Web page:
This is Part I of a week-long series that explores the seven core attributes of successful brands in the Digital Age. Chloe Mathieu-Phillips is a Community Supervisor at 360i.
Digital has fundamentally changed the way brands behave, as well as the way they organize and optimize their marketing efforts. To be successful in connecting with people in the digital age, brands must adopt new habits and, in some cases, behave more like people themselves.
While the personalities of individual brands are varied and unique, there are commonalities across strong digital brands that can be identified as critical to success in the new marketing landscape. We looked at some of the most successful digital brands and idenfified seven shared traits across the board. Each day for the next week, we’ll uncover a new “habit” and explain its importance to brands.
The first part of our series explains that strong digital brands don’t just know how to talk – they know how to converse, that is, build relationships through their messaging and content.
What it means to be a skilled conversationalist
Being a skilled conversationalist means viewing digital as more than a broadcast medium – and understanding the powerful role that listening can have in engaging in relevant dialogue with consumers. In social, listening goes beyond customer service and responsive messaging. Real-time data collected from social communities will show you which types of content resonate with your audience, or even uncover new audiences that you had not previously considered.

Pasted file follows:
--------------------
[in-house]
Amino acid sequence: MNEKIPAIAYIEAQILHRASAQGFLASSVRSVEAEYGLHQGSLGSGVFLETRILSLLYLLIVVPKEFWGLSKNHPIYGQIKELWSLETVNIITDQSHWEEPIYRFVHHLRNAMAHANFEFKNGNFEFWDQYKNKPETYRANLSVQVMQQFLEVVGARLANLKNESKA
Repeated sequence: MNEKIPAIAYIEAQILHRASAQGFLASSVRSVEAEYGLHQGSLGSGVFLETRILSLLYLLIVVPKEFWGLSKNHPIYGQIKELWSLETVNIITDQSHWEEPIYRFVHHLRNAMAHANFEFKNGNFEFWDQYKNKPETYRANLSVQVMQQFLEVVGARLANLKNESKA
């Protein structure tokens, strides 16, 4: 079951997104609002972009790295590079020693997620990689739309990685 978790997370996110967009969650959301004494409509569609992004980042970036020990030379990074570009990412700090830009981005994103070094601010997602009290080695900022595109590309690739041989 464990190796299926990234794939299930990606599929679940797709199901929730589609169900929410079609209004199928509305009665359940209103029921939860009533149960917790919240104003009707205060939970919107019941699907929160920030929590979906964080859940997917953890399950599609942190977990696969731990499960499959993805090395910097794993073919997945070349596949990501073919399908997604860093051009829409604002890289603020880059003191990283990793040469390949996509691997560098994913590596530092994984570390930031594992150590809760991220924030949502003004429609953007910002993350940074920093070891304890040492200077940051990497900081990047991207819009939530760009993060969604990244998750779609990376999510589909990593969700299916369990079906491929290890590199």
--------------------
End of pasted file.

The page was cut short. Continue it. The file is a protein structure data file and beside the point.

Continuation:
As such, listening can and should inform ALL content published within social communities. Insights gleaned from social listening can also be applied more broadly – to overall brand strategy and even product development.
Another key ingredient to being a skilled conversationalist is having a well-defined social tone of voice that is both true to the brand’s personality and reflective of the audience. Establishing a voice allows brands to be nimble in social spaces and set boundaries as to what can or should be said in organic conversations with consumers.
For example, Hanes – a client of 360i – developed a social tone of voice used to inform how the brand engages people via Twitter and other social platforms. Not all of the brand’s messaging is responsive (as is the case below); however, the brand’s personality shines through no matter what conversation @Hanes is having at the moment.
Why does this matter?
As social communities mature, interactions between brands and consumers are becoming increasingly commonplace. People used to delight in receiving a mention from one of their favorite brands; today, this type of personalized communication is generally expected. When people reach out to brands in digital, they are not always looking for customer service; sometimes, they are simply seeking entertainment or validation. This adds yet another responsibility to the community manager’s job description: social copywriting.
People are also dealing with more noise than ever before. Social is no longer a novelty, and emerging platforms like Tumblr are no longer reserved for the early adopter set. As these platforms reach critical mass, they are pushing brands to raise their standards. Today, marketers must play at a new level where content is ultra-relevant and timely or, in other words, conversational.
Three keys to being a great conversationalist
2. Use community insights to inform strategy. Use conversations taking place in your community to shape upcoming content, and make your messaging as timely as possible. You might have planned for great content, but if people are already engaging around one topic, you’ll be more successful joining the existing conversation than trying to create a new one.
3. Invest time in developing a brand voice. While developing a brand voice can require increased time and effort, it quickly pays off by allowing for effortlessly genuine, human and personable content. A brand voice exercise will not only allow your team to identify a muse, but more importantly will help you set a list of filters, or attributes, which almost eliminates the risk of content being “off-brand”, no matter how quickly it is created.
Cover image: Roy Lichtenstein via the Art Institute of Chicago